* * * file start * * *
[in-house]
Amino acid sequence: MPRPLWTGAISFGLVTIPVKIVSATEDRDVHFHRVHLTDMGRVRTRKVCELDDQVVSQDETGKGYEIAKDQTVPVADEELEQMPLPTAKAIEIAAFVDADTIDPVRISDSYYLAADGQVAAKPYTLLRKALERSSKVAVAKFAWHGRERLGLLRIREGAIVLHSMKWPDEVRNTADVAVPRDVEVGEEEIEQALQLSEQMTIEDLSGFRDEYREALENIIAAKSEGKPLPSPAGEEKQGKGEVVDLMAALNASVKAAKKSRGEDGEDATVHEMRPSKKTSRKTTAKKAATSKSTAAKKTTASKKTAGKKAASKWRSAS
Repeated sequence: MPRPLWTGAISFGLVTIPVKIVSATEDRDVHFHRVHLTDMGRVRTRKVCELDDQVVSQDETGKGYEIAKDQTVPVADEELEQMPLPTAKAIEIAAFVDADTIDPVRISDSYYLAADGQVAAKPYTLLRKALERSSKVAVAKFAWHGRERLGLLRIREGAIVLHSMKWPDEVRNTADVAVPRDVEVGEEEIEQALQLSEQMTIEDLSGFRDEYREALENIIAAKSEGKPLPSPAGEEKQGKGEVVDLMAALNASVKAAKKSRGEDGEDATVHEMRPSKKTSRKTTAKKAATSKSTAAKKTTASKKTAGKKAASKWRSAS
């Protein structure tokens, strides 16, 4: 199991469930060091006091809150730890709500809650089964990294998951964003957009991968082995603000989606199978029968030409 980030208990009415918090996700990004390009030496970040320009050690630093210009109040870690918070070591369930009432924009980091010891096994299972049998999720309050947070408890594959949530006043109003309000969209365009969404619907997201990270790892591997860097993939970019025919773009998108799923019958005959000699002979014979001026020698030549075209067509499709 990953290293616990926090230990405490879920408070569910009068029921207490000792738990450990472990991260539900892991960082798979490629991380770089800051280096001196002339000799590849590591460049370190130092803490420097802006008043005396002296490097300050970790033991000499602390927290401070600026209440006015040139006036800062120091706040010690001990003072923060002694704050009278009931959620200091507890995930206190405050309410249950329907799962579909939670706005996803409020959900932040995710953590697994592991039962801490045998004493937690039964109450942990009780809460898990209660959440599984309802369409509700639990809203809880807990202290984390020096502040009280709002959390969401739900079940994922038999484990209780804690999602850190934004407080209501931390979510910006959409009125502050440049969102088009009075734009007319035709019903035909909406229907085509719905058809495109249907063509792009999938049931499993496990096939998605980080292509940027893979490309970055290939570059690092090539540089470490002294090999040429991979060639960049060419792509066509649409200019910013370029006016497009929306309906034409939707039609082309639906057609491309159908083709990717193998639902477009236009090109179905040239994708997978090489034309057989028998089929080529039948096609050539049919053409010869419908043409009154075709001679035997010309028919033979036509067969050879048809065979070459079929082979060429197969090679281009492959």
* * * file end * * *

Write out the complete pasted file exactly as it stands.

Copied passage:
[in-house]
Amino acid sequence: MPRPLWTGAISFGLVTIPVKIVSATEDRDVHFHRVHLTDMGRVRTRKVCELDDQVVSQDETGKGYEIAKDQTVPVADEELEQMPLPTAKAIEIAAFVDADTIDPVRISDSYYLAADGQVAAKPYTLLRKALERSSKVAVAKFAWHGRERLGLLRIREGAIVLHSMKWPDEVRNTADVAVPRDVEVGEEEIEQALQLSEQMTIEDLSGFRDEYREALENIIAAKSEGKPLPSPAGEEKQGKGEVVDLMAALNASVKAAKKSRGEDGEDATVHEMRPSKKTSRKTTAKKAATSKSTAAKKTTASKKTAGKKAASKWRSAS
Repeated sequence: MPRPLWTGAISFGLVTIPVKIVSATEDRDVHFHRVHLTDMGRVRTRKVCELDDQVVSQDETGKGYEIAKDQTVPVADEELEQMPLPTAKAIEIAAFVDADTIDPVRISDSYYLAADGQVAAKPYTLLRKALERSSKVAVAKFAWHGRERLGLLRIREGAIVLHSMKWPDEVRNTADVAVPRDVEVGEEEIEQALQLSEQMTIEDLSGFRDEYREALENIIAAKSEGKPLPSPAGEEKQGKGEVVDLMAALNASVKAAKKSRGEDGEDATVHEMRPSKKTSRKTTAKKAATSKSTAAKKTTASKKTAGKKAASKWRSAS
């Protein structure tokens, strides 16, 4: 199991469930060091006091809150730890709500809650089964990294998951964003957009991968082995603000989606199978029968030409 980030208990009415918090996700990004390009030496970040320009050690630093210009109040870690918070070591369930009432924009980091010891096994299972049998999720309050947070408890594959949530006043109003309000969209365009969404619907997201990270790892591997860097993939970019025919773009998108799923019958005959000699002979014979001026020698030549075209067509499709 990953290293616990926090230990405490879920408070569910009068029921207490000792738990450990472990991260539900892991960082798979490629991380770089800051280096001196002339000799590849590591460049370190130092803490420097802006008043005396002296490097300050970790033991000499602390927290401070600026209440006015040139006036800062120091706040010690001990003072923060002694704050009278009931959620200091507890995930206190405050309410249950329907799962579909939670706005996803409020959900932040995710953590697994592991039962801490045998004493937690039964109450942990009780809460898990209660959440599984309802369409509700639990809203809880807990202290984390020096502040009280709002959390969401739900079940994922038999484990209780804690999602850190934004407080209501931390979510910006959409009125502050440049969102088009009075734009007319035709019903035909909406229907085509719905058809495109249907063509792009999938049931499993496990096939998605980080292509940027893979490309970055290939570059690092090539540089470490002294090999040429991979060639960049060419792509066509649409200019910013370029006016497009929306309906034409939707039609082309639906057609491309159908083709990717193998639902477009236009090109179905040239994708997978090489034309057989028998089929080529039948096609050539049919053409010869419908043409009154075709001679035997010309028919033979036509067969050879048809065979070459079929082979060429197969090679281009492959």